The perk: At the end, each of them would get the mother of all mix CDs, with 95 new (and old) songs to add to their collections, as well as a delicious treasure trove of liner notes that would let us peek into each other’s creative sides, music libraries, and nostalgic memories.
The initial reaction from most of my friends was a burst of enthusiasm. It seemed like a lot of us were experiencing an end-of-winter funk, and it was fun to have something to put our energy into.
“I would love to be in on this! P.S. I rode the bus this morning with Kevin Spacey and was listening to an interesting song at the time,” Jessie replied.
“I’m in,” Steve Weave e-mailed from British Columbia. “Today I’m at my son’s school teaching kids to scratch in the sounds of whales over Stevie Wonder-- I’ll forward you some photos. And I’ll get you the five songs soon.”
As the two week deadline approached, I started getting a flood of emails from my friends… some shaking their fists angrily at me for how insanely consuming the task was, and some sharing their torment over how difficult—impossible—the challenge was.
My friend Justin wrote to me from work over his morning oatmeal--“Jane, um, I can say this because we are friends. I think I hate you.”
“Impossible, as you say, but who doesn’t love a good dance with failure? Here are my five songs, I leave the mess in your hands,” Karsten wrote from the doldrums of the Chicago winter.
Brian was one of the few who chose a theme—he told me that it was so hard to narrow down his favorite songs that he went with his ‘five favorite songs with interesting lyrics’ (he claims it might be the only time that “Ian MacKaye of Embrace has been put into a compilation along with Paul Simon”).
Tom’s reaction was the most serious—he listened to me explain the project with wide eyes over a mug of tea as he quietly nodded his head, realizing immediately how many thousands of songs he was going to have to mentally categorize. But he took on the challenge, and for the next two weeks, would drop by my apartment with some PBRs and an iPod full of that day’s song contenders so we could flop on the couch and zone out to music. (He later disappeared for about three days while he re-wired the speakers in his basement to be sure that his decision would be made under optimal listening conditions.)
Meredith sent in her top five before realizing that her favorite rendition of one song was actually the version that we’ve sung together since we were kids, so with three hours to go before the deadline, I booted up the sound booth at my office. Once we got our laughter out of our systems, we sang 2-part harmony a capella of a hymnal used in “Little Women” called “For the Beauty of the Earth”.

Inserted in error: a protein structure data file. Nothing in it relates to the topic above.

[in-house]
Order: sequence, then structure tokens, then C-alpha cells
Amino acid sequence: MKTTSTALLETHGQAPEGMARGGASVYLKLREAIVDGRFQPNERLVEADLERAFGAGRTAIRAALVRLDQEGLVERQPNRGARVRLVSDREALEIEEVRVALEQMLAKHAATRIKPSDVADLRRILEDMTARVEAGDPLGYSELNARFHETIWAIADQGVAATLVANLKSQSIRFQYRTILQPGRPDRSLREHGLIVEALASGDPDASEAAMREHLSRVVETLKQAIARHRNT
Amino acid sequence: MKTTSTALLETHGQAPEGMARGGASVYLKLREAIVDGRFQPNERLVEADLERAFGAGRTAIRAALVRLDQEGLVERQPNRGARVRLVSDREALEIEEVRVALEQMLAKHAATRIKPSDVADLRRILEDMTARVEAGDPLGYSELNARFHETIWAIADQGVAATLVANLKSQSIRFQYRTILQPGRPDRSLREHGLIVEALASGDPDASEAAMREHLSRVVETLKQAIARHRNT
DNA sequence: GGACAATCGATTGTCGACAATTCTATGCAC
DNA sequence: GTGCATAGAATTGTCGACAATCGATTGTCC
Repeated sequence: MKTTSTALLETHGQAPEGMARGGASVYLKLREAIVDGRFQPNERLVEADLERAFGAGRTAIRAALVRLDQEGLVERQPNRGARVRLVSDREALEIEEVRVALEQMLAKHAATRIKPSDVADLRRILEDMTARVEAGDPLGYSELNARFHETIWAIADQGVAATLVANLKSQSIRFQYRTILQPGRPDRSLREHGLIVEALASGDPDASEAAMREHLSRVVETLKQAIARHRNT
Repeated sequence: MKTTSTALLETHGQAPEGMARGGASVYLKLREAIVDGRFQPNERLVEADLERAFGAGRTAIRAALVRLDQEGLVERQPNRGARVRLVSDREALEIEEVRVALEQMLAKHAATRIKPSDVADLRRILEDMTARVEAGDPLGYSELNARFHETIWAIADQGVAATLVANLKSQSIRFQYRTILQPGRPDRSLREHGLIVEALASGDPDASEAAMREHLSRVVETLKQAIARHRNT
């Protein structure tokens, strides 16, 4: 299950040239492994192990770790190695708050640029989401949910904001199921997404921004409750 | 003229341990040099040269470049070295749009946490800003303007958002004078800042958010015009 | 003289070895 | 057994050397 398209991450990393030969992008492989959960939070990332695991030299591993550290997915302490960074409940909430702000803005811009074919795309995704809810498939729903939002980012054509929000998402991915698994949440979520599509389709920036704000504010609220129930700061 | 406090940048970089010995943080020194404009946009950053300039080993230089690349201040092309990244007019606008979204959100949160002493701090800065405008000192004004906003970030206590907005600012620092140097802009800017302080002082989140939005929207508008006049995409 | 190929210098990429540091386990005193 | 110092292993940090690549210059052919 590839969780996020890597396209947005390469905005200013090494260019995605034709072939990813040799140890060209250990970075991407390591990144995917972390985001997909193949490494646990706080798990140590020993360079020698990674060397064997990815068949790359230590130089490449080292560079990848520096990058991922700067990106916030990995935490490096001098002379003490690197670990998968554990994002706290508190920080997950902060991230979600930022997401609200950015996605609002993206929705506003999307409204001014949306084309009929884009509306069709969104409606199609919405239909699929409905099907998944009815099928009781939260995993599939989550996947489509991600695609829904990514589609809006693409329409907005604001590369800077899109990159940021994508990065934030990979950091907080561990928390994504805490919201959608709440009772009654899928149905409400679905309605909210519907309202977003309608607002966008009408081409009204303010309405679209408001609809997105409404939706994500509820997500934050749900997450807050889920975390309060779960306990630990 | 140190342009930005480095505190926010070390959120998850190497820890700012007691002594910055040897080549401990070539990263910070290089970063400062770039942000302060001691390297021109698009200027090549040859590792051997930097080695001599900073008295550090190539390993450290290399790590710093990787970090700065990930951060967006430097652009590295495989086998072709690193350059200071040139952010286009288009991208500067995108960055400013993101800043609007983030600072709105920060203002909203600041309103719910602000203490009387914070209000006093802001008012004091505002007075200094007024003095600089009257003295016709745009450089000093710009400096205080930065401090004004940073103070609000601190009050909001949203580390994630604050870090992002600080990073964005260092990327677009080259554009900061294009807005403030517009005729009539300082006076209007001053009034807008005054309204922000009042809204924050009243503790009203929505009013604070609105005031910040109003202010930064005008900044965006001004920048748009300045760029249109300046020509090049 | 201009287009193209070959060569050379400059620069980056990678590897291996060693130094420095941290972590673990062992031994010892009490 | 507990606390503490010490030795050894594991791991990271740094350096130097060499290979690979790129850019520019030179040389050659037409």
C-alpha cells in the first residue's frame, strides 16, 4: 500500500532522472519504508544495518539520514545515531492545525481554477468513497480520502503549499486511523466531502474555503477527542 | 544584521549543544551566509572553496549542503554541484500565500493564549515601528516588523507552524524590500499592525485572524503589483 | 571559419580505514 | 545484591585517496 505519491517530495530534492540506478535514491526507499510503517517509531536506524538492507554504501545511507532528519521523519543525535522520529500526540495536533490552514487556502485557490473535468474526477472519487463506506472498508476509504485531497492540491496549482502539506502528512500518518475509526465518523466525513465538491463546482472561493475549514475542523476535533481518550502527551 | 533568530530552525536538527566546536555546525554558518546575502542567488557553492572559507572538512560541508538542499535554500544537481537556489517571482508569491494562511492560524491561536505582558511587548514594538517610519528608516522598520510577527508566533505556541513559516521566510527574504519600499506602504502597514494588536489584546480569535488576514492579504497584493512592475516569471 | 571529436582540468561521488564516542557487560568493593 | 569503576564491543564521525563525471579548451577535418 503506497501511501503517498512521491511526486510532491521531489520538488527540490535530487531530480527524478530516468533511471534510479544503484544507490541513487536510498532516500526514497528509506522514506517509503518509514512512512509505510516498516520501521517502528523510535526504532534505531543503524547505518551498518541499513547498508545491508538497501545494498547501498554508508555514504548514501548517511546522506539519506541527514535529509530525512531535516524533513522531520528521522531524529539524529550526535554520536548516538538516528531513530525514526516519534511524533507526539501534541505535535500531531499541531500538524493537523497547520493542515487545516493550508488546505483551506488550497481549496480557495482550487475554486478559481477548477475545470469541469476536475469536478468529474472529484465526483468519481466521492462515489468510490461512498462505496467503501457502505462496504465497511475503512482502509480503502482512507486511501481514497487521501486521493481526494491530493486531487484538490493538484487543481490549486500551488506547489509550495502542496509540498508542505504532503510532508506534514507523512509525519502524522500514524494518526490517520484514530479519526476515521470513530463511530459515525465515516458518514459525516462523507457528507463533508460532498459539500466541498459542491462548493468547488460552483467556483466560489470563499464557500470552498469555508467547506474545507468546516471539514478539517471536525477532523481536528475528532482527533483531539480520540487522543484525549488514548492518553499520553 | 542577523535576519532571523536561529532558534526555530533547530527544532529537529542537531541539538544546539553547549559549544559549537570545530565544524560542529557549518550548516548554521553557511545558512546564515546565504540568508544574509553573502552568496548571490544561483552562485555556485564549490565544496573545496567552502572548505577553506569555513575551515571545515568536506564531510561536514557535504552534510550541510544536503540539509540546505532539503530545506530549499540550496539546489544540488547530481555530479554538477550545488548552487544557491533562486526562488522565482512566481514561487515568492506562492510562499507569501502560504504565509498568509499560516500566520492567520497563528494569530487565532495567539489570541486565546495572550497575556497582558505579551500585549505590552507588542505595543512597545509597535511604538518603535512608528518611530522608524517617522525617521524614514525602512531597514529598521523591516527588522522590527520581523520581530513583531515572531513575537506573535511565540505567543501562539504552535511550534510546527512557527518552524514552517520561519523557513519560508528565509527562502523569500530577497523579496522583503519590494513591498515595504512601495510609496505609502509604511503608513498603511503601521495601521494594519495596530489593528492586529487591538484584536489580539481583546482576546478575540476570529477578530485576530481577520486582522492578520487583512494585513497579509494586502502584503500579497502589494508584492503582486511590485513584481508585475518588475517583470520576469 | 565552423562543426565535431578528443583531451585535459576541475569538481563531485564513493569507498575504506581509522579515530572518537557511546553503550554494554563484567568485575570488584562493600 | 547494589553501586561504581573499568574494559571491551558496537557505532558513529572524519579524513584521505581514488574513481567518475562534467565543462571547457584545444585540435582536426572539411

With about 40 minutes to go until the deadline, Steve emailed some compassionate advice. “Let's be frank,” he said. “By the looks of your email list, you have about 20 people. That's 80 CDs, darlin'. Shipping, covers, liner notes, etc. Hell, you might as well start a label for this compilation. So my advice, make yourself a cd and send your friends a list of the songs that they can find themselves.”
His insight couldn’t have been more accurate… as the emails started rolling in with song titles and explanations, ranging from one sentence to two pages (my own—I’ve never been known for brevity), I realized with a gulp and a brief bout of flop sweat just how much work I was in for.
Weeks—now months later—I don’t even know how many hours Tom and I have spent looking for, organizing, importing, and tweaking all of the files and notes for these mix CDs, which took close to 13 hours just to burn. Not to mention the hundreds of hours I added to the project due to wandering off in search of chocolate cake.
I think I did technically start a label.
As tedious as the process was, and as much as I never want to see an MP3 file again, it was deliciously fun.
So here I am, three months later, at the tail end of the challenge-- teetering on completion as soon as I finish gluing 20 participant biographies, 95 sets of lovingly-written explanations about each song, and 5 CDs into 20 hardback books (that were at the end of their life in the library’s ‘please take these books home’ sale).
When a friend shares a mix CD (or back in the day, a glorious mix tape) with you, each song takes on a new, special meaning. When tracks are put on a CD for you with love, you can’t help but to love them too—or at least I can’t. I feel like on some level, mixes from the people you love actually let you into the experience of their circadian rhythm—the ebbs and flows that they have throughout the day, and the soundtrack that’s playing for them when they feel like dancing, when they fall in love, when they’re lonely, when they’re lost in thought.
Getting this many songs (and the meanings attached to them) from my friends and family was very meaningful to me, and I went through the whole gamut of emotions as I sat down and read them all en masse.
Coryn chose Cat Stevens’ “I Love My Dog” because it reminds her of her dog Lily. “She is the most amazing thing that has come out of our time over here, which is saying a lot since it’s been an adventure of a lifetime,” she wrote from England.